It seems that Pope Francis has done it again.
News reports have been spreading across the globe because a Chilean clerical sex abuse survivor has reported that in his private conversation with the pope, Francis strongly affirmed the man’s gay sexual orientation.
The Guardian reported that Juan Carlos Cruz, who met with the pope two weeks ago told him:
“Juan Carlos, that you are gay does not matter. God made you like this and loves you like this and I don’t care. The pope loves you like this. You have to be happy with who you are.”
The news of this statement first appeared in Spain’s newspaper, El País.
The Vatican has yet to confirm or deny these statements. CNN reported that Vatican spokesperson Greg Burke said “We do not normally comment on the Pope’s private conversations.” If the comments are true, this represents a remarkable shift in official Catholic discourse on LGBT issues. Instead of the more passive “Who am I to jugde?” the pope is expressing a much stronger affirmation of gay and lesbian people than he, or any previous pope or Vatican official, has ever done. Even if the words reported are exactly as the pope said them, they still do not indicate a change in official teaching, but they do represent a major change in pastoral attitude and practice.
Our hope, though, is that Pope Francis would say these words publicly, not just in the context of a private conversation. LGBT people need to hear this message proclaimed, not just whispered. Such a message stated publicly would do an immense amount of good towards effecting healing and reconciliation with so many people alienated from the church because of sexuality issues.
Pope Francis has made many private messages of affirmation to LGBT people and those who minister with them: he wrote a personal letter to Kairos, an LGBT ministry group in Italy; he met privately with a transgender man at the Vatican; while in the U.S., he met with a gay former student and his partner; through an aide’s letter, he congratulated and blessed a Brazilian gay couple who had their adopted children baptized; he wrote a supportive note to an Argentinian nun who works with transgender women. (For a list of all the things that Pope Francis has done, positively and negatively, regarding LGBT issues during his papacy, click here.)
While a public pronouncement of this message from the pope would be best, these words can still have a great affect on the church. Over the past five years of his papacy, Pope Francis seems to instruct less by direct instruction and more by example. Instead of telling bishops and pastoral leaders what to do or say, he models these actions for them. The pope is changing the church in a quiet way. He is giving people permission to make the changes that they want to see in the church. It’s up to the bishops around the world and the people in the pews to follow his lead.
Some Catholic leaders have begun to respond to the news of this message. The Los Angeles Times reported:
” ‘This is a big deal, I cannot remember the pope making a comment about gay people being born that way,’ said Father James Martin, an American Jesuit priest, whose 2017 book ‘Building a Bridge’ urged greater ties between the church and the LGBTQ community.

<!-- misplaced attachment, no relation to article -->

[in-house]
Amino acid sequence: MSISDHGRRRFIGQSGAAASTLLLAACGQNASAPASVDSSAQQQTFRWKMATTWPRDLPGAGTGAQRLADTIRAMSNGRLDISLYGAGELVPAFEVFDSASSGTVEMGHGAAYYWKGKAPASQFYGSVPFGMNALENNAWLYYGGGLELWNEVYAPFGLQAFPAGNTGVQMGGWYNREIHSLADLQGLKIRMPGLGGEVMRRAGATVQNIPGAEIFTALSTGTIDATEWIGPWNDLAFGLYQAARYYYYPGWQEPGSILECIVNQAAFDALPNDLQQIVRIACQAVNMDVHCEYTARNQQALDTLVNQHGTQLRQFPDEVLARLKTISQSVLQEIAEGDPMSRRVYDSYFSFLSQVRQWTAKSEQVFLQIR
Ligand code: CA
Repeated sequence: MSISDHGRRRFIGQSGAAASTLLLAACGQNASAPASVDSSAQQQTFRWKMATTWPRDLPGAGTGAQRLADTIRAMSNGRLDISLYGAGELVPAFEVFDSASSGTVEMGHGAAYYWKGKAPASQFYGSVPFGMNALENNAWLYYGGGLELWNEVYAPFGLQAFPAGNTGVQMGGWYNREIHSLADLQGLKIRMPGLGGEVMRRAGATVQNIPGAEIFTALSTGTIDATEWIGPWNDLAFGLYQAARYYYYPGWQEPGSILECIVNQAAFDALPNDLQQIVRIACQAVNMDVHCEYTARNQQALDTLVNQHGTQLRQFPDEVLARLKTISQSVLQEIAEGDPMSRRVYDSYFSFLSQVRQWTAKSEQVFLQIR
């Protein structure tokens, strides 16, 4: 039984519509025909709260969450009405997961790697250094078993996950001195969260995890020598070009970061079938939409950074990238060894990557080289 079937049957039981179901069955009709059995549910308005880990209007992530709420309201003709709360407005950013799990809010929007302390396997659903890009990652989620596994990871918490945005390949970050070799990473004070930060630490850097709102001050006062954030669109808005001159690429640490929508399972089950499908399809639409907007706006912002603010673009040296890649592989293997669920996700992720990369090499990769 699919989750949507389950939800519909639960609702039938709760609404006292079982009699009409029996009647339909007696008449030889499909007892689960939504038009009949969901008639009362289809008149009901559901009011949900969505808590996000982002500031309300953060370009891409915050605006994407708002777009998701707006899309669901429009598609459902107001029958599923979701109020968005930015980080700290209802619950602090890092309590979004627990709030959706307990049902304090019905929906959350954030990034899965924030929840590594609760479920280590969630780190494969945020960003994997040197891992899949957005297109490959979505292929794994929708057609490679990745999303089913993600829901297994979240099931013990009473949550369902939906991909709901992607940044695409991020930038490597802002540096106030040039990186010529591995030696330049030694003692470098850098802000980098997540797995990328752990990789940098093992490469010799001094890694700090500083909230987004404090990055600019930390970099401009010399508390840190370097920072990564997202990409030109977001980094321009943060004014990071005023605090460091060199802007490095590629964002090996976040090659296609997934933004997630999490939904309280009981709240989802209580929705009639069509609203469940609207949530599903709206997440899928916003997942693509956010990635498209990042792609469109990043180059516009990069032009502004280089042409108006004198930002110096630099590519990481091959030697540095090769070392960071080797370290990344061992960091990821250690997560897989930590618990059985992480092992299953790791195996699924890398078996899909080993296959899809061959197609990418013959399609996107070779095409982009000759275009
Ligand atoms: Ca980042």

” ‘Pope Francis has repeated what all reputable biologists and psychologists say — you don’t choose your sexual orientation. And that is a great comfort to many gay and lesbian Catholics who have been told by priests that they have chosen their orientation and are therefore guilty,’ he said.”
Ruth Hunt, a Catholic lesbian who is the director of Stonewall, the U.K.’s LGBT equality organization, commented in an op-ed in The Guardian:
“Francis’s reported words can help to build bridges between the Catholic church and LGBT people who have felt rejected and excluded from it. Many religious communities, groups and places of worship already include LGBT people. The church accepts that LGBT people exist, but I want us to get to a point where our love is recognised as being as valid as any other. While we have a way of celebrating our love through civil partnerships and same-sex marriage, we also need to keep working to allow LGBT people of faith to marry in church and declare their love in the eyes of God.
“I would like to see the pope’s apparent openness mirrored by others in the Roman Catholic church. I want to live in a world where all people will be accepted – for their beliefs, their faith, their sexual orientation, their gender identity and everything else – without exception. The words of Pope Francis to Juan Carlos Cruz give me hope that we are moving in that direction.”
The New York Times reported on some further comments that Cruz made since the original Spanish news story:
“. . . Mr. Cruz said that since the article in El País was published over the weekend, some . . . gay Catholic friends had written to him saying of the pope, “Did he really tell you that? I feel so relieved.’ Another wrote, ‘I’m in the gym and I feel like crying.’
“Mr. Cruz said he wanted to reveal the pope’s remarks because ‘people have to know this man like he really is.’
” ‘He is a loving man who really embraces everybody,’ he said.”
—Francis DeBernardo, New Ways Ministry, May 22, 2108
Associated Press story in Tampa Bay Times: “LGBT community cheers pope’s ‘God made you like this’ remark”